United States of America has condemned regional leaders for supergluing in power and undermining rule of law.
The US Ambassador Samantha Power while speaking at the UN Security Council Open Debate on Prevention and Resolution of Conflicts in the Great Lakes Region in New York City on March 21, 2016, made the remarks.
She referred to a court in the Democratic Republic of Congo that ruled on the case of six young activists – five men and a woman – who had been charged with attempting to incite civil disobedience.
They had been arrested eight days earlier at a private home in Goma, at 4:30 in the morning, as they prepared banners for a general strike to protest potential election delays.
They were convicted and sentenced to two years in jail, a term reduced on appeal to six months.
“The DRC is not the only country in the region where civil society is threatened, or where democratic processes are being deliberately undermined,” Power told the conference.
She said this has been the accelerating trend in recent months – evident at the top, where leaders make increasingly blatant power grabs to remain in office; and on the streets, where their governments close media outlets, arrest opposition members, intimidate civil society groups, and otherwise squeeze the political space available for competing views.
“This widening disregard for democratic processes threatens to undermine the political, security, and developmental progress achieved over the last two decades, and it imperils the progress still to come.”
“It defies the ability of citizens to freely choose their leaders and hold them accountable. It drives them into the streets or out of the country. It threatens to plunge communities back into the cycle of poverty and violence from which many are only now beginning to emerge.”
Power acknowledged Rwanda’s economic achievements under President Kagame including doubling of per capita income, international peacekeeping and commitment to civilian protection.
She said despite Rwanda’s progress on economic rights, on women’s rights – on so many development axes – its record on protecting and promoting civil and political rights is less impressive.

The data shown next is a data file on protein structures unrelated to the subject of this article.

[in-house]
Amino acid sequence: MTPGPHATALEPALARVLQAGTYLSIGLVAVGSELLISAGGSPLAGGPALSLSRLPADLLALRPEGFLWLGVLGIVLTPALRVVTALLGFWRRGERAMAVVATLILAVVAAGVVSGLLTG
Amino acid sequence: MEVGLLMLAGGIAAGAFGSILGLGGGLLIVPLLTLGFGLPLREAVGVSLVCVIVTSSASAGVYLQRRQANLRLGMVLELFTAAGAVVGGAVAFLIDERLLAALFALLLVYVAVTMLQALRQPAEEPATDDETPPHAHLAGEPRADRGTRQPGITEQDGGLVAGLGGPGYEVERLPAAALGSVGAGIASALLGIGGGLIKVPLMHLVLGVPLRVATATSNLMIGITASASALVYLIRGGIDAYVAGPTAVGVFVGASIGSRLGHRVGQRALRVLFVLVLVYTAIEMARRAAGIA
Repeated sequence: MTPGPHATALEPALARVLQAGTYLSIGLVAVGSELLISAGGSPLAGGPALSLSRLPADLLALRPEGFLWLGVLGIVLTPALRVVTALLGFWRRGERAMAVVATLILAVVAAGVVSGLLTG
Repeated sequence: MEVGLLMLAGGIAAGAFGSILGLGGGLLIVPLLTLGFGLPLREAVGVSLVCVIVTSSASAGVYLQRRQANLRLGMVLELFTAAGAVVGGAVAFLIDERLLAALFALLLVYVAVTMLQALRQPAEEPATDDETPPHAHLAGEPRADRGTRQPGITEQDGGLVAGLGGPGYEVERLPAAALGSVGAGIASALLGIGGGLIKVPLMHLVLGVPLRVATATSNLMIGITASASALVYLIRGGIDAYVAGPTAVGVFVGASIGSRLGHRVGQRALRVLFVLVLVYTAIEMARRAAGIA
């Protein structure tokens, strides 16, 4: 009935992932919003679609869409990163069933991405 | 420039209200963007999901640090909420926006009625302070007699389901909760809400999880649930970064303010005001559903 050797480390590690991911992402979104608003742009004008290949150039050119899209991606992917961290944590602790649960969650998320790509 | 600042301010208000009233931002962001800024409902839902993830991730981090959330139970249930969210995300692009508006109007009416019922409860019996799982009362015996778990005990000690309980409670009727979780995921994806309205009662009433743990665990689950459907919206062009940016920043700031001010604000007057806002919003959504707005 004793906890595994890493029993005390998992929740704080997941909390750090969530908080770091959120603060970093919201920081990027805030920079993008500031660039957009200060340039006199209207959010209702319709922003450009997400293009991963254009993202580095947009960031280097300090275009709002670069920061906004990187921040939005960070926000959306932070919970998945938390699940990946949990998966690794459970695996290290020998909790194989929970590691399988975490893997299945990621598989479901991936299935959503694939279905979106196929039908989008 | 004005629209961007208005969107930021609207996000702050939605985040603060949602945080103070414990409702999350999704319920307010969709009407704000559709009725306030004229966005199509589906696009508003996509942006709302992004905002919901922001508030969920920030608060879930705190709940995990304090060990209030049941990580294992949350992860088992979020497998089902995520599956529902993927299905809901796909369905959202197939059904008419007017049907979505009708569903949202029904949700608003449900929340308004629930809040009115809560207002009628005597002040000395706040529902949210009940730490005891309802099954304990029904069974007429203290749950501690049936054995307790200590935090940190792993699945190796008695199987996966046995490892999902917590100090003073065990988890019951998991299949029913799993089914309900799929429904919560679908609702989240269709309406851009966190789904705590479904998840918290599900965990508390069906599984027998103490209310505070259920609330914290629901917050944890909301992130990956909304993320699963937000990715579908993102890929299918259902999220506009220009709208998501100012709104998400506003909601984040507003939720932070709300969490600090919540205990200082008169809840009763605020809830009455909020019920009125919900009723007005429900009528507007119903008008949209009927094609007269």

Power further acknowledged Uganda as a critical contributor to peace and security and sheltering refugees.
She said, however, after 2016 elections, the government and its security forces detained opposition figures without legal justification, harassed their supporters, and intimidated the media.
“It passed legislation restricting the operations of NGOs, banning them from acting against the “interests of Uganda.””
She said President Museveni’s actions “contravene the rule of law and jeopardize Uganda’s democratic progress, threatening Uganda’s future stability and prosperity”.
Power said Kabila was emulating Museveni and as his term nears its end, this fragile progress is uncertain.
She cited a case in which Kabila is attempting to delay elections so as to overstay in power as well as his government’s attempt to limit its cooperation with the UN peacekeeping mission, MONUSCO, in order to force a reduction of troops.
Power used Burundi as an example of the dangers of pursuing personal power over the people’s interests.
“President Nkurunziza’s decision to stay in office in defiance of the Arusha Accords and his crackdown on political opposition have swiftly undone the country’s progress of recent years.”
This is evident in the widespread reports of sexual violence, the more than 400 people who have been killed, the 250,000-plus who have fled the country, and the even-more challenging economic times that unfortunately lie ahead, Power noted.
Of the 2,000 prisoners he pledged to free, just 158 have been released to date – and only 47 of those were political prisoners.
Two of the five radio stations shuttered have been allowed to reopen – but that’s just two of the five – and one of those allowed to reopen is pro-government.
These nations are ready: if they are given the opportunities to fully participate in democratic processes, to hold their leaders accountable, to be subjected to and to benefit from the rule of law, they will not merely survive, they will prosper, Power concluded.